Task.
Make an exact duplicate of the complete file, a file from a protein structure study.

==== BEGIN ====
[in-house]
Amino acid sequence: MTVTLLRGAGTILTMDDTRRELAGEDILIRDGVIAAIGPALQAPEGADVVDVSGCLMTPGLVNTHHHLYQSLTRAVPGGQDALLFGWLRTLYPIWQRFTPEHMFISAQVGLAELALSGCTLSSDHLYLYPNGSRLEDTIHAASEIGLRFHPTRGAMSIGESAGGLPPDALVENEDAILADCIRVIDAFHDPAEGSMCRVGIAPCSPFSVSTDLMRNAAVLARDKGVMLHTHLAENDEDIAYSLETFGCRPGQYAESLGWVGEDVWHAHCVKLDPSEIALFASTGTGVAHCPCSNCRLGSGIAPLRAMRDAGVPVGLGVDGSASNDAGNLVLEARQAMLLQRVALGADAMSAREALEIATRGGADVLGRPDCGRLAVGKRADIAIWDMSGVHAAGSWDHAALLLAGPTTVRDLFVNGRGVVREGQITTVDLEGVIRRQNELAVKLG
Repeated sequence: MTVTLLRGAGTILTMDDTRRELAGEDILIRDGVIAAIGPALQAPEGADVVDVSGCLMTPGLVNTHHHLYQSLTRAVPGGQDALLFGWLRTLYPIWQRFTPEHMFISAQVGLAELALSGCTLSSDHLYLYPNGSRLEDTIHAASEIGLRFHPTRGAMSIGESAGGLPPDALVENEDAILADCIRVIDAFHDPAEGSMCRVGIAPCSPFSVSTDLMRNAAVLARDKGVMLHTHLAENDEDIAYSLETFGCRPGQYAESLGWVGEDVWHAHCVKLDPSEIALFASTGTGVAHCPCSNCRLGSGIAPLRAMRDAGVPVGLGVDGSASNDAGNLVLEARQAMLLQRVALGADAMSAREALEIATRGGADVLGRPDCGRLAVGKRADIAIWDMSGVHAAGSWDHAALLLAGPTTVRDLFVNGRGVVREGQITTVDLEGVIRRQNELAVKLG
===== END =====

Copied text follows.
[in-house]
Amino acid sequence: MTVTLLRGAGTILTMDDTRRELAGEDILIRDGVIAAIGPALQAPEGADVVDVSGCLMTPGLVNTHHHLYQSLTRAVPGGQDALLFGWLRTLYPIWQRFTPEHMFISAQVGLAELALSGCTLSSDHLYLYPNGSRLEDTIHAASEIGLRFHPTRGAMSIGESAGGLPPDALVENEDAILADCIRVIDAFHDPAEGSMCRVGIAPCSPFSVSTDLMRNAAVLARDKGVMLHTHLAENDEDIAYSLETFGCRPGQYAESLGWVGEDVWHAHCVKLDPSEIALFASTGTGVAHCPCSNCRLGSGIAPLRAMRDAGVPVGLGVDGSASNDAGNLVLEARQAMLLQRVALGADAMSAREALEIATRGGADVLGRPDCGRLAVGKRADIAIWDMSGVHAAGSWDHAALLLAGPTTVRDLFVNGRGVVREGQITTVDLEGVIRRQNELAVKLG
Repeated sequence: MTVTLLRGAGTILTMDDTRRELAGEDILIRDGVIAAIGPALQAPEGADVVDVSGCLMTPGLVNTHHHLYQSLTRAVPGGQDALLFGWLRTLYPIWQRFTPEHMFISAQVGLAELALSGCTLSSDHLYLYPNGSRLEDTIHAASEIGLRFHPTRGAMSIGESAGGLPPDALVENEDAILADCIRVIDAFHDPAEGSMCRVGIAPCSPFSVSTDLMRNAAVLARDKGVMLHTHLAENDEDIAYSLETFGCRPGQYAESLGWVGEDVWHAHCVKLDPSEIALFASTGTGVAHCPCSNCRLGSGIAPLRAMRDAGVPVGLGVDGSASNDAGNLVLEARQAMLLQRVALGADAMSAREALEIATRGGADVLGRPDCGRLAVGKRADIAIWDMSGVHAAGSWDHAALLLAGPTTVRDLFVNGRGVVREGQITTVDLEGVIRRQNELAVKLG